The Virginia Dermatology and Skin Surgery Center is a comprehensive dermatology practice specializing in Mohs Micrographic Surgery. We are dedicated to achieving excellence in patient care.

Our core values are

  • Comprehensive Services

  • Clinical Excellence

  • Compassionate Care

  • Being Technologically Advanced

Services we specialize in include:

  • Biopsy and Excision of Lesions

  • General Skin Care

  • Skin Cancer Treatment

  • Reconstruction

Conditions treated include, but are not limited to:

  • Acne

  • Actinic Keratosis

  • Angiomas/Hemangiomas

  • Broken Blood Vessels

  • Brown Spots (Pigmented Lesions)

  • Hyperhidrosis

  • Melanoma

  • Melasma and Freckles

  • Moles

  • Psoriasis

  • Rashes and Eczema

  • Scars and Stretch Marks

  • Skin Cancer

  • Sun Damage

  • Skin Discoloration

  • Sun Protection

  • Warts

  • Wrinkles

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Acne - Acne is the most common skin condition in the United States, affecting approximately 80 percent of adolescents. Acne can take different forms  -- blackheads, whiteheads, papules, pustules (i.e. pimples), cysts, or nodules. This condition arises when a pore in the skin becomes clogged, and modern dermatology offers a variety of effective treatments to combat it, such as lasers and other light therapies, chemical peels, or acne removal via drainage and extraction. (Source: American Academy of Dermatology)

Actinic Keratosis - Actinic Keratosis is a rough, scaly, dry patch or growth that forms on the skin and is caused by severe, extended ultraviolet radiation exposure. Once an individual has this condition, there is a strong likelihood that more AKs will develop over time. It is important to know that AKs are considered precancerous and that, when left untreated, they can develop into a type of skin cancer known as Squamous Cell Carcinoma. (Source: American Academy of Dermatology)

Angiomas/Hemangiomas - An angioma is a growth on the skin comprised of blood vessels which can occur anywhere on the body with aging, during pregnancy, or during childhood.  Angiomas are non-cancerous; however, there are treatments which can be administered if you should choose to take further action. The typical treatment for an angioma is laser therapy. A hemangioma is a tumor or lesion comprised of blood or lymph vessels which usually appears at or near birth. Hemangiomas can grow rapidly, then revert back and even disappear. The typical location for hemangiomas is on the face and neck. Like angiomas, hemangiomas are also most often treated with laser therapy. (Source: Premier Dermatology)

Broken Blood Vessels - Broken Blood vessels are visible, enlarged blood vessels which can appear on various parts of the body. Common locations include the nose, cheeks, and chin. The appearance of this condition is best described as fine, red veins at the surface of the skin. Some known causes include sun damage, aging, pregnancy, childbirth, birth control pills, Rosacea, and estrogen replacement therapy. The most effective treatment of this condition is laser therapy because lasers allow for treatment of the actual broken blood vessels without causing damage to surrounding healthy skin tissue. (Source: Advanced Dermatology, P.C.)

Brown Spots (Pigmented Lesions) - Pigmented Lesions are visible skin lesions caused by such melanin, blood, or exogenous pigments (such as a tattoo). Pigmented lesions are typically melanocytic. Examples of melanocytic lesions include moles, sunspots, keratoses, and malignant melanoma. It is important to have routine skin checks to examine pigmented skin lesions for potential malignancy.         (Source: DermNet New Zealand)

Hyperhidrosis - Hyperhidrosis is a medical condition that causes excessive sweating. There are two kinds of hyperhidrosis: (1) Focal Hyperhidrosis and (2) Secondary Hyperhydrosis. Focal Hyperhidrosis is excessive sweating that occurs at least once a week in one or a few areas of the body. This type of hyperhidrosis typically begins during childhood or adolescence, but it is noteworthy that most people with this form of hyperhidrosis are otherwise healthy. The other form, Secondary Hyperhidrosis, refers to a situation where excessive sweating has an underlying cause. Typically, the underlying cause is either a medical condition or a side effect of taking a medicine or food supplement. Medical conditions which may lead to Secondary Hyperhidrosis include Diabetes, Frostbite, Gout, Menopause, Obesity, Hyperthyroidism, or Tumor. (Source: American Academy of Dermatology)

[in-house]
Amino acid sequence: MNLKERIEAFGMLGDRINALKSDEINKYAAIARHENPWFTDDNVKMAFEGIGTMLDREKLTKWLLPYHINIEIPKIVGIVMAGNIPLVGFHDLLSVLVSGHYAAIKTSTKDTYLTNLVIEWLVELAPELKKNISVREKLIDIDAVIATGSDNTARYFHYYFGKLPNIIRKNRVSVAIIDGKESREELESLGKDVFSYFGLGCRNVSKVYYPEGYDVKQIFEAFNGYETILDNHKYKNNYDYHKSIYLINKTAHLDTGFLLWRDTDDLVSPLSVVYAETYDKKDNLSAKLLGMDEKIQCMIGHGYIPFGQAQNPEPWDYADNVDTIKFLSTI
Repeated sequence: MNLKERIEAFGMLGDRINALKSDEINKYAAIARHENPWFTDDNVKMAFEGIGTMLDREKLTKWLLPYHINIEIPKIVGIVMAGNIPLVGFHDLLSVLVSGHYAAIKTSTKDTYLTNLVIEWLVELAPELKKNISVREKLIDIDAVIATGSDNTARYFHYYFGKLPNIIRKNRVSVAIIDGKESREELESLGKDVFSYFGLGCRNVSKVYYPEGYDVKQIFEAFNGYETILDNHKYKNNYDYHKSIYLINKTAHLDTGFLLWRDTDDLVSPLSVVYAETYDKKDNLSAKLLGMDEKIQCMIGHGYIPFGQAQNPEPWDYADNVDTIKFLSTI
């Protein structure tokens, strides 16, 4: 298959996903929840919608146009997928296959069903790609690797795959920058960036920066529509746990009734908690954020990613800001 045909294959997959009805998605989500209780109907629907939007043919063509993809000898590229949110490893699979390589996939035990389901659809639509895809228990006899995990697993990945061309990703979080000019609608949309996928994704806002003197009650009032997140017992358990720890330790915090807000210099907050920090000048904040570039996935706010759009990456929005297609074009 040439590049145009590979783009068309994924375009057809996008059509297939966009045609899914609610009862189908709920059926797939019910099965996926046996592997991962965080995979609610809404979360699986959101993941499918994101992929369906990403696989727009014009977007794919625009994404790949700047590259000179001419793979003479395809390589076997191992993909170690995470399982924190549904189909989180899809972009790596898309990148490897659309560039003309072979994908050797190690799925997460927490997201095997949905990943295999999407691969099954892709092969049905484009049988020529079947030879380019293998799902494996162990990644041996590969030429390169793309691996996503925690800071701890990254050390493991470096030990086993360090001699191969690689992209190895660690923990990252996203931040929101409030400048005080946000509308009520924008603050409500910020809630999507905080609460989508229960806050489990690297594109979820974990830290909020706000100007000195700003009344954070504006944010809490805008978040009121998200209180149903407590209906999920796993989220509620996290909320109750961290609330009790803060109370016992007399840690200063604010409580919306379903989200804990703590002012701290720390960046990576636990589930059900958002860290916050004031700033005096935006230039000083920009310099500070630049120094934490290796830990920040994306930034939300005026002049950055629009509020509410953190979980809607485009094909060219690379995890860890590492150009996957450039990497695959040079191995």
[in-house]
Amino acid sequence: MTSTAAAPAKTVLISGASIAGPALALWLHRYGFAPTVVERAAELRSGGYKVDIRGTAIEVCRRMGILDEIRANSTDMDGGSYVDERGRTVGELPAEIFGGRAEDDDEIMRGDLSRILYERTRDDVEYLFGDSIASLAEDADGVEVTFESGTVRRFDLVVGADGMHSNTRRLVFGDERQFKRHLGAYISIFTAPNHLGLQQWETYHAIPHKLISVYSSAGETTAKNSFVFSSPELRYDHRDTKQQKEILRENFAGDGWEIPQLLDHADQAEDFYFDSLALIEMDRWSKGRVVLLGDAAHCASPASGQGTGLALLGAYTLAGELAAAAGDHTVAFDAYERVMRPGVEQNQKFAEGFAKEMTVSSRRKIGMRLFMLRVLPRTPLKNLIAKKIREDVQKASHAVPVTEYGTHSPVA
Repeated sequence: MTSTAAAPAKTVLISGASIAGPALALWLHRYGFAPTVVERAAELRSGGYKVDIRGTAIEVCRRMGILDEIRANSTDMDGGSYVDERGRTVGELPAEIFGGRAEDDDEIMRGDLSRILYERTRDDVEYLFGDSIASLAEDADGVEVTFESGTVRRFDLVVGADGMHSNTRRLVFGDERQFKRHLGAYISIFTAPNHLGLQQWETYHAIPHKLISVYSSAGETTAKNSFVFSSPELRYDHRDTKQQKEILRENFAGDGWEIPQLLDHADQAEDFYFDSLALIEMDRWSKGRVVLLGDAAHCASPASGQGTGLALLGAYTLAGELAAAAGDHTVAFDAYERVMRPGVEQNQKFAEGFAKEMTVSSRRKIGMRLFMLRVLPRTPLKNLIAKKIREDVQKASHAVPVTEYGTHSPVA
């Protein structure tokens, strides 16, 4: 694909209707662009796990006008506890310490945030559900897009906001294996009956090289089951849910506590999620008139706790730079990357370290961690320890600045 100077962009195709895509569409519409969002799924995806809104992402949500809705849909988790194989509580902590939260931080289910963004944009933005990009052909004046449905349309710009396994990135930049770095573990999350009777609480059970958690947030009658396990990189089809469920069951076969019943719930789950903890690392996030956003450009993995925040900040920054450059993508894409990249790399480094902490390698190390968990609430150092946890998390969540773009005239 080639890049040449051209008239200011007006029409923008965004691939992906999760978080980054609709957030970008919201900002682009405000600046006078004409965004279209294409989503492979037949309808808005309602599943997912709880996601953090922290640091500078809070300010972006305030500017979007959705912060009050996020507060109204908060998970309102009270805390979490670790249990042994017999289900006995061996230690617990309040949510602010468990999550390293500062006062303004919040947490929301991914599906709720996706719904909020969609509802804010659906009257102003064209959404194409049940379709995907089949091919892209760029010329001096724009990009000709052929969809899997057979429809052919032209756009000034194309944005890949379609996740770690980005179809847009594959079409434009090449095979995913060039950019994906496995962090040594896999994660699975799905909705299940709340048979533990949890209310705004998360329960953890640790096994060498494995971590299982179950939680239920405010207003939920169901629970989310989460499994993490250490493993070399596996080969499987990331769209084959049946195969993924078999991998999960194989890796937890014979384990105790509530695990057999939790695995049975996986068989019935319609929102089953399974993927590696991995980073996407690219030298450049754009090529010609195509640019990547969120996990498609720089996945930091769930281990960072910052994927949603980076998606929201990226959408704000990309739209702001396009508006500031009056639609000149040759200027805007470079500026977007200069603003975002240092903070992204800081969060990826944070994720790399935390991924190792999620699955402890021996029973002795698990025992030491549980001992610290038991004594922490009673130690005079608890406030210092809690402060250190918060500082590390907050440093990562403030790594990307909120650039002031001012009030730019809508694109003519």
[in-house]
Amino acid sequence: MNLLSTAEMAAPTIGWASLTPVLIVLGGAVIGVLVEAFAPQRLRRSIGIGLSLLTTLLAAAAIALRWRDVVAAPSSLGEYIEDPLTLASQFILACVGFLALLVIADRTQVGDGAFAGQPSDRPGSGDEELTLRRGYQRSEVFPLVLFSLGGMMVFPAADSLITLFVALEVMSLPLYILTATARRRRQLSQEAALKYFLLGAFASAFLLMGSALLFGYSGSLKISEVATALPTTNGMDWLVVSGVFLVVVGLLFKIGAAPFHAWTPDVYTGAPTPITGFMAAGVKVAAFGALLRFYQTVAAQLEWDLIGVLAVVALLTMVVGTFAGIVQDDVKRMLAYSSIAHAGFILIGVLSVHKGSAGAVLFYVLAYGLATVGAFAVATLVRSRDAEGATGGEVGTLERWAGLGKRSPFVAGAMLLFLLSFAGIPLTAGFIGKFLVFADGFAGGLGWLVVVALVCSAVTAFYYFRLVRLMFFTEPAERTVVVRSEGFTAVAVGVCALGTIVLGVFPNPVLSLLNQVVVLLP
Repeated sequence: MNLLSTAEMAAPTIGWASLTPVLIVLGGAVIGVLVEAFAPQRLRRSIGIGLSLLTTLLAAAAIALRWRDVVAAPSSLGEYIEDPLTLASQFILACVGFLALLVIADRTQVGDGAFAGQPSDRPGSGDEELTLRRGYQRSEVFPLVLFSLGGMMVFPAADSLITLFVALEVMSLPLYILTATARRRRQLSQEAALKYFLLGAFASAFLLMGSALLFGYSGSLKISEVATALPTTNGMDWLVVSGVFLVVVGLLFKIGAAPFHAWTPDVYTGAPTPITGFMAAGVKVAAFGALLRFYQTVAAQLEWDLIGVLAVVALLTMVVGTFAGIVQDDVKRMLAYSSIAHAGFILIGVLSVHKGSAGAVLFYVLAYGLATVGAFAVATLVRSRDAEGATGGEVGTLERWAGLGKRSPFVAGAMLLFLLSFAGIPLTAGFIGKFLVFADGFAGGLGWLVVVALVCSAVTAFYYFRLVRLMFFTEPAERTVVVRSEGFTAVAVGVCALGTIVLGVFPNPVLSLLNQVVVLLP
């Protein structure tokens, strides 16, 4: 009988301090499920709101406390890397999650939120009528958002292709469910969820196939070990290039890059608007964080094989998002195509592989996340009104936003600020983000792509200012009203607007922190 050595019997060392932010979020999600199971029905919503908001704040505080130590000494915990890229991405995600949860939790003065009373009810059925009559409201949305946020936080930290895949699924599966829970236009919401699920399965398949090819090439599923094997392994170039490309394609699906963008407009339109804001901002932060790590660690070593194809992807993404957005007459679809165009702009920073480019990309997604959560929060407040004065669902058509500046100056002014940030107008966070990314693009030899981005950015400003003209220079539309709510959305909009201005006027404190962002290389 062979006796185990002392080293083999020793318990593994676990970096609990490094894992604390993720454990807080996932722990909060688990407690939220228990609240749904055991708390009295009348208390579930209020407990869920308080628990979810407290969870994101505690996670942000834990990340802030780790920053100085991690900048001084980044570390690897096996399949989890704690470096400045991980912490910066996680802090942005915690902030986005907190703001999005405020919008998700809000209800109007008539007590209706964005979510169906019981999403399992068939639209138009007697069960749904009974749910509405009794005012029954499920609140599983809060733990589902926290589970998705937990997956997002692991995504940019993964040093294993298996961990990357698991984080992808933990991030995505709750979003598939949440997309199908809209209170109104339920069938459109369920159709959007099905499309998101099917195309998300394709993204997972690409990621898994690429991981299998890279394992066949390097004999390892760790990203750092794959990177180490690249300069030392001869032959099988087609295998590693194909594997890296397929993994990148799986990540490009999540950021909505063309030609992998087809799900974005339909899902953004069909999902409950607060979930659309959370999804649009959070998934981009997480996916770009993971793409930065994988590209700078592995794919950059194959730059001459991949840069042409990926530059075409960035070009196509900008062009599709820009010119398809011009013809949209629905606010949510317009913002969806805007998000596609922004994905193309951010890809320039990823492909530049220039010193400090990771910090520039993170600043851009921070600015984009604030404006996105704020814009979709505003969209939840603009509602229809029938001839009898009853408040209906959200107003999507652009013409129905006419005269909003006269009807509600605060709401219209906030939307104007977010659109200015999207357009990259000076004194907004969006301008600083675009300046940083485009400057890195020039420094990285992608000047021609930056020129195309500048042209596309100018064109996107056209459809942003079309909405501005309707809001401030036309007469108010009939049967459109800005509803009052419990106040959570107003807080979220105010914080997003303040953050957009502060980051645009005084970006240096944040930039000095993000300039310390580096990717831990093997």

Melanoma - Melanoma is the most serious form of skin cancer. It is characterized by the uncontrolled growth of pigment-producing cells. Melanomas can develop on the skin without warning or from an existing mole. A noteworthy statistic is that from 1982 to 2011, melanoma rates doubled. It is much easier to treat melanoma when it is detected early, because if left untreated it can spread to lymph nodes and internal organs. Research has shown that UV light from the sun and tanning beds can both cause melanoma as well as increase the risk of a benign mole progressing to melanoma. It is true, though, that not all instances of melanoma result from UV exposure. Indeed, other possible influences include genetic factors and immune system deficiencies. (Source: American Academy of Dermatology)

Melasma and Freckles – Melasma is a common skin condition which causes brown to grey-brown patches. These patches usually occur on the face, on sites such as the cheek, bridge of the nose, forehead, chin, and above the upper lip. While the face is the most common location, it is also possible to get melasma on any part of the body that sustains prolonged sun exposure, such as the forearms and neck. The common treatment for melasma is sun protection by wearing sunscreen every day and reapplying the sunscreen in regular intervals. Further protection, such as wide-brimmed hats, are also typically recommended to augment sunscreen in the effort to combat sun exposure. Freckles are small brown flat marks arising on the face and other sun exposed areas. While often seen in fairer skinned individuals, freckles are an inherited characteristic that sometimes affect darker skinned individuals as well. Like with melasma, the treatment for freckles is sun protection. (Sources: American Academy of Dermatology [Melasma] and DermNet New Zealand [Freckles])